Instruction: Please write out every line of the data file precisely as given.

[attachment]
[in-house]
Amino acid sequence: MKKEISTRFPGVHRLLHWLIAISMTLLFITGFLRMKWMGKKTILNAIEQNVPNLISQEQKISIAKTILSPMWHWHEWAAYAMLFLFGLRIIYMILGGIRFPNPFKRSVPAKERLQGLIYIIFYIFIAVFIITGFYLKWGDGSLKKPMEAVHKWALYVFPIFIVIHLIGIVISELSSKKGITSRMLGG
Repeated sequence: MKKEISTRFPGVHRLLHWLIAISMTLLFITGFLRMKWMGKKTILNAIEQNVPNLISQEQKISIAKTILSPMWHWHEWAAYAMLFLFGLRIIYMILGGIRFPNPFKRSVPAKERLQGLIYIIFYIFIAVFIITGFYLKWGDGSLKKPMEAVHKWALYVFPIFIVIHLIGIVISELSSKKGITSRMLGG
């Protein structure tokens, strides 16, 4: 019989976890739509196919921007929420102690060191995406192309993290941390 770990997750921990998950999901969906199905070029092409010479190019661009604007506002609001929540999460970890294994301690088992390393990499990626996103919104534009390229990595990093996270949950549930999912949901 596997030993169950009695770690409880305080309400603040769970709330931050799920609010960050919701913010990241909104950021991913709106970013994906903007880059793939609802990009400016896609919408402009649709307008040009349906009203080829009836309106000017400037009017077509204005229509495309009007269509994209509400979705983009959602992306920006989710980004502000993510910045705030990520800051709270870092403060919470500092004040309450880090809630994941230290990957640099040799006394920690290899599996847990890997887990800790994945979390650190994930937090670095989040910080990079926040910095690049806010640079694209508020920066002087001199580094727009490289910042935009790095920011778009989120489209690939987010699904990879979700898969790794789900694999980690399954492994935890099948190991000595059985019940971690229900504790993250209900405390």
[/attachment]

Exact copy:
[in-house]
Amino acid sequence: MKKEISTRFPGVHRLLHWLIAISMTLLFITGFLRMKWMGKKTILNAIEQNVPNLISQEQKISIAKTILSPMWHWHEWAAYAMLFLFGLRIIYMILGGIRFPNPFKRSVPAKERLQGLIYIIFYIFIAVFIITGFYLKWGDGSLKKPMEAVHKWALYVFPIFIVIHLIGIVISELSSKKGITSRMLGG
Repeated sequence: MKKEISTRFPGVHRLLHWLIAISMTLLFITGFLRMKWMGKKTILNAIEQNVPNLISQEQKISIAKTILSPMWHWHEWAAYAMLFLFGLRIIYMILGGIRFPNPFKRSVPAKERLQGLIYIIFYIFIAVFIITGFYLKWGDGSLKKPMEAVHKWALYVFPIFIVIHLIGIVISELSSKKGITSRMLGG
């Protein structure tokens, strides 16, 4: 019989976890739509196919921007929420102690060191995406192309993290941390 770990997750921990998950999901969906199905070029092409010479190019661009604007506002609001929540999460970890294994301690088992390393990499990626996103919104534009390229990595990093996270949950549930999912949901 596997030993169950009695770690409880305080309400603040769970709330931050799920609010960050919701913010990241909104950021991913709106970013994906903007880059793939609802990009400016896609919408402009649709307008040009349906009203080829009836309106000017400037009017077509204005229509495309009007269509994209509400979705983009959602992306920006989710980004502000993510910045705030990520800051709270870092403060919470500092004040309450880090809630994941230290990957640099040799006394920690290899599996847990890997887990800790994945979390650190994930937090670095989040910080990079926040910095690049806010640079694209508020920066002087001199580094727009490289910042935009790095920011778009989120489209690939987010699904990879979700898969790794789900694999980690399954492994935890099948190991000595059985019940971690229900504790993250209900405390």